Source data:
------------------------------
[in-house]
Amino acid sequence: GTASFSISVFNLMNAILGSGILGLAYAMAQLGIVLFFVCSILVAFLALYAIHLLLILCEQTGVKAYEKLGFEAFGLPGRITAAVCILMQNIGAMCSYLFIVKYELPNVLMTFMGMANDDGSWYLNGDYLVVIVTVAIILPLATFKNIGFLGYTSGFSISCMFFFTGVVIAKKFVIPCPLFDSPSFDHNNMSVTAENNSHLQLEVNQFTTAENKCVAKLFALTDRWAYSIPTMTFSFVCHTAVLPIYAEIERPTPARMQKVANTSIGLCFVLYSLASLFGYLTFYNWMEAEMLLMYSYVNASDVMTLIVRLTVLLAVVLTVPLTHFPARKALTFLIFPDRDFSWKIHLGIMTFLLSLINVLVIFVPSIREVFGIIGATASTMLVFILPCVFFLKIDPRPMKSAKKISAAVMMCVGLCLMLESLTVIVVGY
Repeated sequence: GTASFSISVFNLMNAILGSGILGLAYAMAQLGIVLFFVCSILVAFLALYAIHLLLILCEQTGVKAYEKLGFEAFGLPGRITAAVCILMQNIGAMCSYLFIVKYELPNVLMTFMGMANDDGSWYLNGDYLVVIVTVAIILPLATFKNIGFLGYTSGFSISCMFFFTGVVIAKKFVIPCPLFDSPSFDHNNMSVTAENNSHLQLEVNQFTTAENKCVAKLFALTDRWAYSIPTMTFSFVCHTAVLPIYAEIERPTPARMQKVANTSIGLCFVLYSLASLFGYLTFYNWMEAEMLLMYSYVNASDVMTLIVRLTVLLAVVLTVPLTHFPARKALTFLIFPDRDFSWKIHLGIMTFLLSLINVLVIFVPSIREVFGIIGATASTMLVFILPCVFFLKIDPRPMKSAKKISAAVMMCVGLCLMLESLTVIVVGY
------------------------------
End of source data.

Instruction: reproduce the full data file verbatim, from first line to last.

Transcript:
[in-house]
Amino acid sequence: GTASFSISVFNLMNAILGSGILGLAYAMAQLGIVLFFVCSILVAFLALYAIHLLLILCEQTGVKAYEKLGFEAFGLPGRITAAVCILMQNIGAMCSYLFIVKYELPNVLMTFMGMANDDGSWYLNGDYLVVIVTVAIILPLATFKNIGFLGYTSGFSISCMFFFTGVVIAKKFVIPCPLFDSPSFDHNNMSVTAENNSHLQLEVNQFTTAENKCVAKLFALTDRWAYSIPTMTFSFVCHTAVLPIYAEIERPTPARMQKVANTSIGLCFVLYSLASLFGYLTFYNWMEAEMLLMYSYVNASDVMTLIVRLTVLLAVVLTVPLTHFPARKALTFLIFPDRDFSWKIHLGIMTFLLSLINVLVIFVPSIREVFGIIGATASTMLVFILPCVFFLKIDPRPMKSAKKISAAVMMCVGLCLMLESLTVIVVGY
Repeated sequence: GTASFSISVFNLMNAILGSGILGLAYAMAQLGIVLFFVCSILVAFLALYAIHLLLILCEQTGVKAYEKLGFEAFGLPGRITAAVCILMQNIGAMCSYLFIVKYELPNVLMTFMGMANDDGSWYLNGDYLVVIVTVAIILPLATFKNIGFLGYTSGFSISCMFFFTGVVIAKKFVIPCPLFDSPSFDHNNMSVTAENNSHLQLEVNQFTTAENKCVAKLFALTDRWAYSIPTMTFSFVCHTAVLPIYAEIERPTPARMQKVANTSIGLCFVLYSLASLFGYLTFYNWMEAEMLLMYSYVNASDVMTLIVRLTVLLAVVLTVPLTHFPARKALTFLIFPDRDFSWKIHLGIMTFLLSLINVLVIFVPSIREVFGIIGATASTMLVFILPCVFFLKIDPRPMKSAKKISAAVMMCVGLCLMLESLTVIVVGY